The hinge is considerably shorter than the antero-posterior axis of the shell with a ratio of 1:1.3. The anteroposterior measurement is almost equal to the dorso-ventral measurement. The anterior ear in both valves is small and the byssal notch is a moderately wide slit. The anterior ears are slightly bent towards the right. The posterior ear and sinus are poorly developed. The convexity of the valves is not prominent, especially that of the right valve. The hinge teeth are small and the posterior one is slightly elongated. The shell valves are reddish-brown with six yellowish radial markings (Plate I D).

Pinctada anomioides (Reeve)

The hinge is shorter than the width of the broadest region of the antero-posterior axis of the shell with a ratio of 1:1.2–1.5. The hinge and dorso-ventral axis have a ratio of 1:1.4. Hinge teeth are absent or poorly developed. The anterior ear is moderately developed and the byssal notch at its base is deep. The posterior ear and sinus are absent. The shell valves are translucent and externally yellowish or grayish. Some shells have faint radial markings. The nacreous layer is slightly iridescent (Plate I E).


PLATE I. (A) Pinctada fucata and (B) Pinctada margaritifera.


PLATE I. Cont'd. (C) Pinctada chemnitzii and (D) Pinctada sugillata.

Pinctada atropurpurea (Dunker)

The shell is roundish and its hinge narrow. The valves are thin, translucent and moderately convex. A poorly developed anterior hinge tooth is present in some oysters. The shell valves are copper coloured (Plate I F).

2.2 Distribution

Pearl oysters of the genus Pinctada are widely distributed in the world. They occur in several seas of the tropical belt and in the sub-tropical region. Although a number of species of pearl oysters have been identified, only a few have been found to produce pearls of good quality and commercial value. Of these, P. maxima, P. margaritifera and P. fucata stand out. The gold/silver-lip pearl oyster P. maxima occurs along the north coast of Australia, Burma, Thailand, Indonesia, Philippines and Papua New Guinea at depths ranging from low tide level to 80 m. The black-lip pearl oyster, P. margaritifera is widely distributed in the Persian Gulf, Red Sea, Sudan, Papua New Guinea, Australia, French Polynesia, Indonesia, Andaman and Nicobar Islands, Southwestern part of the Indian Ocean, Japan and the Pacific Ocean. The occurrence of this species is sporadic along the coasts of mainland India. The pearl oyster P. fucata is distributed in the Red Sea, Persian Gulf, India, China, Korea, Japan, Venezuela and Western Pacific Ocean (Fig. 1).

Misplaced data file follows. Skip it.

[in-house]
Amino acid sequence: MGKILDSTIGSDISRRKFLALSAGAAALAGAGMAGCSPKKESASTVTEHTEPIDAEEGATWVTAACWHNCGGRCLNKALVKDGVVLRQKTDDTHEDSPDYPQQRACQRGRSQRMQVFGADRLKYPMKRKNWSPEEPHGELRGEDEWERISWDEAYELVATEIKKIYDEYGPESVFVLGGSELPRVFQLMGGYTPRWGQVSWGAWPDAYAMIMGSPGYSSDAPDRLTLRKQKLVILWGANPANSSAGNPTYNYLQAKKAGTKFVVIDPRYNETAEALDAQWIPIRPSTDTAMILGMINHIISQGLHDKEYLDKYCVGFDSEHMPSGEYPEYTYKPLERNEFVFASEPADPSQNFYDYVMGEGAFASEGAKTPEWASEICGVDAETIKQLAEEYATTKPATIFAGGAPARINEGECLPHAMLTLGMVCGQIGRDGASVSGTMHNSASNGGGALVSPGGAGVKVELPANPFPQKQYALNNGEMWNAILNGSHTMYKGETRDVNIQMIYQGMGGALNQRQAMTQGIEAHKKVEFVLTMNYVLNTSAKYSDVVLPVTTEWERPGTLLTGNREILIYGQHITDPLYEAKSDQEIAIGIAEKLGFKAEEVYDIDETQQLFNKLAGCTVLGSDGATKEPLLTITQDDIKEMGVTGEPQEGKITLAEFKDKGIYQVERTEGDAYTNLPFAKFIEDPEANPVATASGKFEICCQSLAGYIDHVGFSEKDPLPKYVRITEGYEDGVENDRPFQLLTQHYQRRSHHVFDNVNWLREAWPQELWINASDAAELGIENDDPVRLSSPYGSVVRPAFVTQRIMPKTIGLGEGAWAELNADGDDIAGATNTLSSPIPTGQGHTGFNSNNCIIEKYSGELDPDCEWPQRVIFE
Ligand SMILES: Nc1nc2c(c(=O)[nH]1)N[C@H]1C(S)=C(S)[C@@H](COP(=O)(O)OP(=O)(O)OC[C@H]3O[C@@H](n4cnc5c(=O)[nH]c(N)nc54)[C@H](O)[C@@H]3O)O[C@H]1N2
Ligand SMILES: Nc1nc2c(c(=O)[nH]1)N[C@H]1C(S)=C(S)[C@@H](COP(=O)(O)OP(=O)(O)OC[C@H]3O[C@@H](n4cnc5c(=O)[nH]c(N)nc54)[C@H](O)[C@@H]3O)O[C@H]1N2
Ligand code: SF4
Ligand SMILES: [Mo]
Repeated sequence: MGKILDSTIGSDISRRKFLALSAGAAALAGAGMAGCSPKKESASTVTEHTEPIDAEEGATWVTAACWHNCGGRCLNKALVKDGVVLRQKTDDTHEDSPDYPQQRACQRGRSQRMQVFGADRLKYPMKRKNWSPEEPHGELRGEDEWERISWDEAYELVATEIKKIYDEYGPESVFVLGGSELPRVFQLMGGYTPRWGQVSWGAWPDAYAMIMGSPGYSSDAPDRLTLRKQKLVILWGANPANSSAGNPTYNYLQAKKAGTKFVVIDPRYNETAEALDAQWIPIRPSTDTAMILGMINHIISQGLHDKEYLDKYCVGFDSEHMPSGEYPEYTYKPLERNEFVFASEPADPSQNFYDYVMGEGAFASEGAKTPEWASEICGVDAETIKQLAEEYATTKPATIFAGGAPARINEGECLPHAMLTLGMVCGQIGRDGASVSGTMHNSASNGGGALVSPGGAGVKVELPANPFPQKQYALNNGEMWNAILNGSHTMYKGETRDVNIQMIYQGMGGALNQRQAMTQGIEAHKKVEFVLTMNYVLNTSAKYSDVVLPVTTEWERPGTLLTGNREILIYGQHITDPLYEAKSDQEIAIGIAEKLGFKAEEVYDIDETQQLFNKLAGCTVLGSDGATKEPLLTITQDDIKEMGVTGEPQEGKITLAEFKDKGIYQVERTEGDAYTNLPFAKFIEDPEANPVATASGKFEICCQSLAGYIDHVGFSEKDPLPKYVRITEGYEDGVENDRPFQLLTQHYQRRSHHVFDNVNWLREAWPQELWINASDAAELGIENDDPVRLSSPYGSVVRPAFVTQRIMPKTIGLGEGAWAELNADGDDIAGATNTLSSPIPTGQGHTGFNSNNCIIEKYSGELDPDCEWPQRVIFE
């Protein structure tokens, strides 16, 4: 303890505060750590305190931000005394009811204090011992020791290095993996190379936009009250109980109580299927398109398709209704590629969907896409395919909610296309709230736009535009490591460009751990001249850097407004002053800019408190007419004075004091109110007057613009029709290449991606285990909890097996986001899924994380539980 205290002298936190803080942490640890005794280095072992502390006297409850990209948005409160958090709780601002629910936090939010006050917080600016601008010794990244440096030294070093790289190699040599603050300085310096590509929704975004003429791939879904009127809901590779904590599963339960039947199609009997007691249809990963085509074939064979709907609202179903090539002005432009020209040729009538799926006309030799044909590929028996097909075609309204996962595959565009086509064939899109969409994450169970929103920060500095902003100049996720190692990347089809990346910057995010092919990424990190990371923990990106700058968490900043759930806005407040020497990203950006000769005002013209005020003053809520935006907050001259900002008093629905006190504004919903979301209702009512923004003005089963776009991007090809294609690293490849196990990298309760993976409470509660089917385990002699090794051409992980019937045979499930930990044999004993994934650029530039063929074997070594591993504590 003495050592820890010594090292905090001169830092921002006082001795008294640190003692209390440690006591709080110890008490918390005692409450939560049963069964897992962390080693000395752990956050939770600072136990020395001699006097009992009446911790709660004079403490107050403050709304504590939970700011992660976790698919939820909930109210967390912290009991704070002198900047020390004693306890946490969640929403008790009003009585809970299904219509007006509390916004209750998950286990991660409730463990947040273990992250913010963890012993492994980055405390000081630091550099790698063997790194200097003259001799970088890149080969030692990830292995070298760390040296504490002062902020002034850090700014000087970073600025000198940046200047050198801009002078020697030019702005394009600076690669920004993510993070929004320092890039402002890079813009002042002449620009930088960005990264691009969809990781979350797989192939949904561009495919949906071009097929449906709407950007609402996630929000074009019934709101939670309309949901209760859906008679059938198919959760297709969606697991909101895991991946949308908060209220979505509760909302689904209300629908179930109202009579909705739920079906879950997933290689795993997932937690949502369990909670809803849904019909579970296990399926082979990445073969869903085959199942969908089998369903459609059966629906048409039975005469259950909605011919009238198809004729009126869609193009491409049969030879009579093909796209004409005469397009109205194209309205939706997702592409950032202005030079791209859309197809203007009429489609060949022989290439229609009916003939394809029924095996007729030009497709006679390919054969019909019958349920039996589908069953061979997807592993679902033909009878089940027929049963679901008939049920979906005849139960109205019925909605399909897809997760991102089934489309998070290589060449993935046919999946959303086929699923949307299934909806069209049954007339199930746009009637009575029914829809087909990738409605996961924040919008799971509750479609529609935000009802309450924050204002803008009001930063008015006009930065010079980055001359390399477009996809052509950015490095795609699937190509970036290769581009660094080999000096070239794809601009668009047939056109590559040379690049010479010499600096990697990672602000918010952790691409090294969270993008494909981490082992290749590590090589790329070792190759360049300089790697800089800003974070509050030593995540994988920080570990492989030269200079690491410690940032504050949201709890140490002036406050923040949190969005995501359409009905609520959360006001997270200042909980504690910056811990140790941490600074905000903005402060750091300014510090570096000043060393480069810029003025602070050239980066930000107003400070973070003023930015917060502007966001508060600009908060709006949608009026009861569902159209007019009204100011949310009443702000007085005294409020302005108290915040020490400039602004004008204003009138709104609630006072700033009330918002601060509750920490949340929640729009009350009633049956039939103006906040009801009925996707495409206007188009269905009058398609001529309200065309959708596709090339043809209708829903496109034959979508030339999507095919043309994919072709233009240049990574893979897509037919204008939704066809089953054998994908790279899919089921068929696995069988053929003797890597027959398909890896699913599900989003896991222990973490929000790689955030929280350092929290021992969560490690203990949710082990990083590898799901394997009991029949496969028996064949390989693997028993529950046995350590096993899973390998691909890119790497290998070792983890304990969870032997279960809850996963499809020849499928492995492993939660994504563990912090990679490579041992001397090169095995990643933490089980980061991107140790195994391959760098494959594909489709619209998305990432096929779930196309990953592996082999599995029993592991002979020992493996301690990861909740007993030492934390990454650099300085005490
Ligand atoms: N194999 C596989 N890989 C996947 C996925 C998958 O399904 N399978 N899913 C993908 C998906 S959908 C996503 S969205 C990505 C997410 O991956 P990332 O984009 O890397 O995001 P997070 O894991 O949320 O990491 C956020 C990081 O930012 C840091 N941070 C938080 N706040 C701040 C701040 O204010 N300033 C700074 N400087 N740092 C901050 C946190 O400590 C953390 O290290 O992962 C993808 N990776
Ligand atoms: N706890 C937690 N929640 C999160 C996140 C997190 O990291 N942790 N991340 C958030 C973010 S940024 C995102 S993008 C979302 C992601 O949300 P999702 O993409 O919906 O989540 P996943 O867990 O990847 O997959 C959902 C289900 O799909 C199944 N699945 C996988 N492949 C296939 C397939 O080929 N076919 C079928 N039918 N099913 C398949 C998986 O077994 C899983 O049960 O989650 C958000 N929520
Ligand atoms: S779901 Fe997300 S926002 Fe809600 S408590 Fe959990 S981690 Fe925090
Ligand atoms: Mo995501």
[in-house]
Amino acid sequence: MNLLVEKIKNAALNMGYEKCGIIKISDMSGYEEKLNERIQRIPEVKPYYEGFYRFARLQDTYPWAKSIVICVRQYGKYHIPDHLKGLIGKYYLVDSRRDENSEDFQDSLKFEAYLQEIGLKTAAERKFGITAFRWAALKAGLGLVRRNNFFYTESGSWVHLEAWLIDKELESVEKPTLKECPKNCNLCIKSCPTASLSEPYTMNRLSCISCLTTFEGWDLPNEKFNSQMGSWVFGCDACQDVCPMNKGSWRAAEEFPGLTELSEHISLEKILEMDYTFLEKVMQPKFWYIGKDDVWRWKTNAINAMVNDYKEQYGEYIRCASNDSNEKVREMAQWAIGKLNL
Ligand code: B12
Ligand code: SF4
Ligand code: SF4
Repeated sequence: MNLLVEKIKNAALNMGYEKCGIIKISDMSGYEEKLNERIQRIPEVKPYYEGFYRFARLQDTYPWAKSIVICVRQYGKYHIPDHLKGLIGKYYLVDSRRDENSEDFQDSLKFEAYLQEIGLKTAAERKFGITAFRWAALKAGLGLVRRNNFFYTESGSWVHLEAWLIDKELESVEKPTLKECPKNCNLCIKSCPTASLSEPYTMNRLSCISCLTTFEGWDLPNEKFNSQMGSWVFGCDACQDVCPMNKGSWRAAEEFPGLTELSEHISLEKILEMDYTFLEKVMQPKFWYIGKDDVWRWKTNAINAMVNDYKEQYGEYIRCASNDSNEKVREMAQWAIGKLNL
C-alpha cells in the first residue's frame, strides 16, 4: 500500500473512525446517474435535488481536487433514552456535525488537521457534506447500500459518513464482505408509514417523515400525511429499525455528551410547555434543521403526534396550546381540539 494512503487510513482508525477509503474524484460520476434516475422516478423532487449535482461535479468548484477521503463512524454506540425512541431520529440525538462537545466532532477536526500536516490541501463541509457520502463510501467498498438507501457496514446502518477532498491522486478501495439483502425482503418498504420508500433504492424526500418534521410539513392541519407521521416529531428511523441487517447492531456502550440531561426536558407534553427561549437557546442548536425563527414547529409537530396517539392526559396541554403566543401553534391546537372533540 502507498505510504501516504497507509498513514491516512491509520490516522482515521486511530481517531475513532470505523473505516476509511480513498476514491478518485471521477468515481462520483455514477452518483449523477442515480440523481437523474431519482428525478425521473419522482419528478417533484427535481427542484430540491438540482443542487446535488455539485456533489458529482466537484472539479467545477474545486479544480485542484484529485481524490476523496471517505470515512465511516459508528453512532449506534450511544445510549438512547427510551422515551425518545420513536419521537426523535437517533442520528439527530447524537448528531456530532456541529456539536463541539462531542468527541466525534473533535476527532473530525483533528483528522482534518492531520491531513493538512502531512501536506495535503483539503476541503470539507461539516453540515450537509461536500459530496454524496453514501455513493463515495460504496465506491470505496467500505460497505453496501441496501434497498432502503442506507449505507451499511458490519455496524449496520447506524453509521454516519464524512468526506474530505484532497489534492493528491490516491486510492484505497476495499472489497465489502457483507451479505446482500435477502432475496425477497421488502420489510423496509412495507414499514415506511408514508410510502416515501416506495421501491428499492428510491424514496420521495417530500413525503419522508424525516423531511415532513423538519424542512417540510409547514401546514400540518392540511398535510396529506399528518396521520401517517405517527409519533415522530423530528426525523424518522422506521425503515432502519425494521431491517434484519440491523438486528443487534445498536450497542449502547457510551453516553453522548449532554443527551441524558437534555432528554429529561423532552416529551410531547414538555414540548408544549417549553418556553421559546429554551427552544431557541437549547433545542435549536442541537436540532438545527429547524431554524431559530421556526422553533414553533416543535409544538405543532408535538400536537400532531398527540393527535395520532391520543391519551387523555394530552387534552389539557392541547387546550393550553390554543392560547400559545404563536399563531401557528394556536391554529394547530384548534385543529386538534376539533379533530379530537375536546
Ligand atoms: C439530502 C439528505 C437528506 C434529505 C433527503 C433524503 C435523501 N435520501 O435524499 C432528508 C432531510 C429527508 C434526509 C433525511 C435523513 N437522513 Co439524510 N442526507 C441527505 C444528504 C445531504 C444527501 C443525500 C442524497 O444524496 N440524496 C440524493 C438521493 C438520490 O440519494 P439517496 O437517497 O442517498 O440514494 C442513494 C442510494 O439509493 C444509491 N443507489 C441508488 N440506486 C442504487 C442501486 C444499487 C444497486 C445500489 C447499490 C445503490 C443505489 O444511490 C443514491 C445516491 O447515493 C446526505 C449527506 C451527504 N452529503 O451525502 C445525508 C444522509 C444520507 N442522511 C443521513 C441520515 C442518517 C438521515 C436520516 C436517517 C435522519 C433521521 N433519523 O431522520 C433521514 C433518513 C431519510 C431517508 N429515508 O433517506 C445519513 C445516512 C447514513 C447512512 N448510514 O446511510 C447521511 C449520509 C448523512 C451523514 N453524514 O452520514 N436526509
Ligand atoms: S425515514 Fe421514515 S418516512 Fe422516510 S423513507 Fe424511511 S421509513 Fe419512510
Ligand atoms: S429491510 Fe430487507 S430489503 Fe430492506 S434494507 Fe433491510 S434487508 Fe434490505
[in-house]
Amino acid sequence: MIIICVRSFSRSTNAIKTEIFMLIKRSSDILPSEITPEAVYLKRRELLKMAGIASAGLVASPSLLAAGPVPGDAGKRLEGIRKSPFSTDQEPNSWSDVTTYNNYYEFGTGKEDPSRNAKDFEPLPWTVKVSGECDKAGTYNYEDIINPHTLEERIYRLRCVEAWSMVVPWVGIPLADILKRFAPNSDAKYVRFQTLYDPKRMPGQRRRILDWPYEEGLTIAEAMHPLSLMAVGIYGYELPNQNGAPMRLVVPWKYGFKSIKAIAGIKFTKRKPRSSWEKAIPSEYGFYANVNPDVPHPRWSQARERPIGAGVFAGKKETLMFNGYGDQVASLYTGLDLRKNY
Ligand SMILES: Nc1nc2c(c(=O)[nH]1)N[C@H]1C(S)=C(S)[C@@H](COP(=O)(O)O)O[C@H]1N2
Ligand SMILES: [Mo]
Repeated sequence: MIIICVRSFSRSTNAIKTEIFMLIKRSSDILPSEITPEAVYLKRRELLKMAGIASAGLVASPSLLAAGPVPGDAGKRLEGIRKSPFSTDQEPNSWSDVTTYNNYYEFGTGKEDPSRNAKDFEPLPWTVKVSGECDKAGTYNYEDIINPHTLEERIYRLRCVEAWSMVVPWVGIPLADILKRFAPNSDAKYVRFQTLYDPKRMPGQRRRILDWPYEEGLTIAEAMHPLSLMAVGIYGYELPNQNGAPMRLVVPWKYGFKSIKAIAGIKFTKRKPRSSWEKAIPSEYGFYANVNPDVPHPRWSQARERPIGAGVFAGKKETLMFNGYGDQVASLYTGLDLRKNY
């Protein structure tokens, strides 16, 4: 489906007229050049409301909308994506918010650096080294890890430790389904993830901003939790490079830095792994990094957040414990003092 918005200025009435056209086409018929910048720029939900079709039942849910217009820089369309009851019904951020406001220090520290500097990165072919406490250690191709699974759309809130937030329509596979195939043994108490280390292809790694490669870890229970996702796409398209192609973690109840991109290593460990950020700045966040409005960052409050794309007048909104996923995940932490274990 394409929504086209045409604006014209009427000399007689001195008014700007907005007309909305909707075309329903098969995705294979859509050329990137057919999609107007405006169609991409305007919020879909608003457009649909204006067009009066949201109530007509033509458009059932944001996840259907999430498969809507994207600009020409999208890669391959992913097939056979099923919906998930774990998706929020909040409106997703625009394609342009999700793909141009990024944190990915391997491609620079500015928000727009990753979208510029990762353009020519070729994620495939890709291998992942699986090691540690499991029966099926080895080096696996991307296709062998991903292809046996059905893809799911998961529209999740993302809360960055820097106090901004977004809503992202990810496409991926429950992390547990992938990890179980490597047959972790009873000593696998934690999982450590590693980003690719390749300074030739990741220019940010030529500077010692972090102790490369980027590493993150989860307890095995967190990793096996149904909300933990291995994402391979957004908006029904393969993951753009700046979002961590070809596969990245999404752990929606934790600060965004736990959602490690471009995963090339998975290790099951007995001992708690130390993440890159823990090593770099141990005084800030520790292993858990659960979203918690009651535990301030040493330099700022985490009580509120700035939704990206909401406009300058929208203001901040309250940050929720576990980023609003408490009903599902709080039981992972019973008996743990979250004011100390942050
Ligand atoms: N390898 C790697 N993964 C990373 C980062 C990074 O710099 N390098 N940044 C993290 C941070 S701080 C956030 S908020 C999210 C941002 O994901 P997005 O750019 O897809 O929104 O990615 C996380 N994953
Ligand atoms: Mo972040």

In the Indian waters six species of pearl oysters occur but only P. fucata has contributed to the pearl fisheries in the Gulf of Mannar and Gulf of Kutch. In the Gulf of Mannar, the pearl oysters occur in large numbers on the submerged rocky or hard substrata known as paars. The paars lie at depths of 12 to 25 m off the Tuticorin coast along a stretch of 70 km. In the Palk Bay, P. fucata occurs sporadically on loose sandy substratum attached to submerged objects in littoral waters. In the Gulf of Kutch, the pearl oysters are found as stray individuals on the intertidal reefs known as khaddas. In the southwest coast of India at Vizhinjam, Kerala coast, large numbers of spat of P. fucata have been collected from mussel culture ropes. The blacklip pearl oyster, P. margaritifera is confined mostly to the Andaman Islands where it is common in some places. From Lakshadweep, settlement of spat of P. anomioides has been observed on the ridges of rocks and corals.


PLATE I. Cont'd. (E) Pinctada anomioides and (F) Pinctada atropurpurea.


FIGURE 1. World distribution of pearl oysters.